Reflections on parent/teacher afternoons

Parent/teacher afternoons should be encouraging occasions: for parents, teachers and students. Even if a student is struggling to make progress or being plain idle, there should be a sense that the problem is being gripped and a constructive way forward agreed. Thinking back to my many afternoons as a proper teacher when I had 20 or so parents to see, I always remember coming away with a much better understanding of the students I was teaching – and in particular the pressures on them. Appreciation, which doesn’t always flow naturally from the teenager, sometimes comes more readily via the parental proxy. In the cycle of Bedales parent/teacher afternoons, one of the most rewarding and illuminating contrasts is the seasonal one just past: between the Block 3 parents in early September, understandably nervous at the start of their child’s Bedales voyage, and this point, well through the first term, when, Ullswater under their belts, friendships and a working rhythm established, the students have gathered momentum and traction; relationships with teachers are firming up and passions for subjects ignited. Talking to a good number of parents during the course of the afternoon, it is great to see and hear of so many Bedales careers being launched so fruitfully.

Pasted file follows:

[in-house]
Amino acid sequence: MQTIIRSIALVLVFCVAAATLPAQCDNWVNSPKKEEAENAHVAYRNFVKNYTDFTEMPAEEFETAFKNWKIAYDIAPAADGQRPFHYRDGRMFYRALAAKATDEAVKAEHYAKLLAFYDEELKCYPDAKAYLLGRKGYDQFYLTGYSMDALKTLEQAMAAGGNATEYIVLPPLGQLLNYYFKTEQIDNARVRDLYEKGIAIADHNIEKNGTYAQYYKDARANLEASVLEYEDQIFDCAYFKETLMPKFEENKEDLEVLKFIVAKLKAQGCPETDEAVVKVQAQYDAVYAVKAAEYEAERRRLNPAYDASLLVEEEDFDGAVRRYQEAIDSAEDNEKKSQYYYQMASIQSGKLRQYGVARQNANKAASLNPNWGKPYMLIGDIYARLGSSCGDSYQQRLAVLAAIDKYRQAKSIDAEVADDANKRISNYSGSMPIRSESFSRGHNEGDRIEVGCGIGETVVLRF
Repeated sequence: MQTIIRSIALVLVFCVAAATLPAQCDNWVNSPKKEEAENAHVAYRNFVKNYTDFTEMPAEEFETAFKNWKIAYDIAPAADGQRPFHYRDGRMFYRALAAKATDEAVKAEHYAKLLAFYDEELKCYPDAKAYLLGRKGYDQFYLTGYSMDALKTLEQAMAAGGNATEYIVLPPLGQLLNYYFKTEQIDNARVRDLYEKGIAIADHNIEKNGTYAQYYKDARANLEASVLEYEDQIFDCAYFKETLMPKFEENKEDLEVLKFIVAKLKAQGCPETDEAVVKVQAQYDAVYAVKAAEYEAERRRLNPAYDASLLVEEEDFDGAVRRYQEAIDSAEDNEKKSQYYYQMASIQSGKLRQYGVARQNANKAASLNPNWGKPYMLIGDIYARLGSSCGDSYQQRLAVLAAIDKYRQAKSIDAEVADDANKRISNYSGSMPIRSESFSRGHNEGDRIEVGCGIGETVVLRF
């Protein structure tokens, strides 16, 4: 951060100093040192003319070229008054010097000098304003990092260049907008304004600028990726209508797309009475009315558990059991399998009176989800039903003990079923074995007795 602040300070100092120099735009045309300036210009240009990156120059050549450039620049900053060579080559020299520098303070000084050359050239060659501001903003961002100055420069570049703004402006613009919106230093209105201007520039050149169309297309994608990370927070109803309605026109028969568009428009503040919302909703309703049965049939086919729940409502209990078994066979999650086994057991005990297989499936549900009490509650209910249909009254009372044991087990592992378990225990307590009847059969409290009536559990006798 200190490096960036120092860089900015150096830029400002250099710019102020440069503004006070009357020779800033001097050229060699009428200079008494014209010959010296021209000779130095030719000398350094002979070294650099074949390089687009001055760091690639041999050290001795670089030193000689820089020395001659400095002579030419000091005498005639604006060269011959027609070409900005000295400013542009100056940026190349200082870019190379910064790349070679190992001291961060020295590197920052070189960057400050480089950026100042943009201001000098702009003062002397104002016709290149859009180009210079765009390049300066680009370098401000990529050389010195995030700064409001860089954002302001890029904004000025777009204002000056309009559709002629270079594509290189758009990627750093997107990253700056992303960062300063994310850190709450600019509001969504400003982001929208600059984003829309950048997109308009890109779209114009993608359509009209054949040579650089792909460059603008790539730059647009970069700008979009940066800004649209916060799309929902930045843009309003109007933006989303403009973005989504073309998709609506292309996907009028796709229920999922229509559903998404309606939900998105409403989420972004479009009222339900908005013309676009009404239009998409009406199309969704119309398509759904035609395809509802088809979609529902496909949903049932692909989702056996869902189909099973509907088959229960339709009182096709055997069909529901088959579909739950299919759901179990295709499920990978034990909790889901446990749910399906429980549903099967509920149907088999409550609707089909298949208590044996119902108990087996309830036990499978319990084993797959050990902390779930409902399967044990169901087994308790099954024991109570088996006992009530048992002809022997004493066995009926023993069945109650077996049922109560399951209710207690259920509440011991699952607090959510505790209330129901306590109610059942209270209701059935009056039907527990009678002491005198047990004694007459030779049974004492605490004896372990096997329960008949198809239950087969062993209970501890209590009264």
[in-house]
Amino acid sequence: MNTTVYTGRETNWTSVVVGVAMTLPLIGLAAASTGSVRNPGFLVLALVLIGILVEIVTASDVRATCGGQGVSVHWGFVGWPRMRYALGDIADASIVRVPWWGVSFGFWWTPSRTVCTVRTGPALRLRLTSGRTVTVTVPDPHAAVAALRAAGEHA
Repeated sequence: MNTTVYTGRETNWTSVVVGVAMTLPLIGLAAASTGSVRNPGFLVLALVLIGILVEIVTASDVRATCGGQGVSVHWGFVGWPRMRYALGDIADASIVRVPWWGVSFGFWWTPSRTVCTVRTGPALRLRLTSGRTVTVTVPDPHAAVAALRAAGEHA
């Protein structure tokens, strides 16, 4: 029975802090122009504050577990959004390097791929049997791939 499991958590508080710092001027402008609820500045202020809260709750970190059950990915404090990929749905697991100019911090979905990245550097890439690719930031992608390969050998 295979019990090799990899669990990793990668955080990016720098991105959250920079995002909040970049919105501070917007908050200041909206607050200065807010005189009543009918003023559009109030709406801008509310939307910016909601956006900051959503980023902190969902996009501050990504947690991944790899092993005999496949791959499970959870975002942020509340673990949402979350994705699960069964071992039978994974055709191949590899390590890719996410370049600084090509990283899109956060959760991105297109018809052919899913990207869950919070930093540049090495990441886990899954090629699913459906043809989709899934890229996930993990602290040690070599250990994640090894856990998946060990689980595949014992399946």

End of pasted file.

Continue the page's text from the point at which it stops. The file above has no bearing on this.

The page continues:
By Keith Budge, Headmaster, Bedales School

Bedales School is one of the UK’s top independent private co-education boarding schools. Bedales comprises three schools situated in Steep, near Petersfield, Hampshire: Dunannie (ages 3–8), Dunhurst (ages 8–13) and Bedales itself (ages 13–18). Established in 1893 Bedales School puts emphasis on the Arts, Sciences, voluntary service, pastoral care, and listening to students’ views. Bedales is acclaimed for its drama, theatre, art and music. The Headmaster is Keith Budge.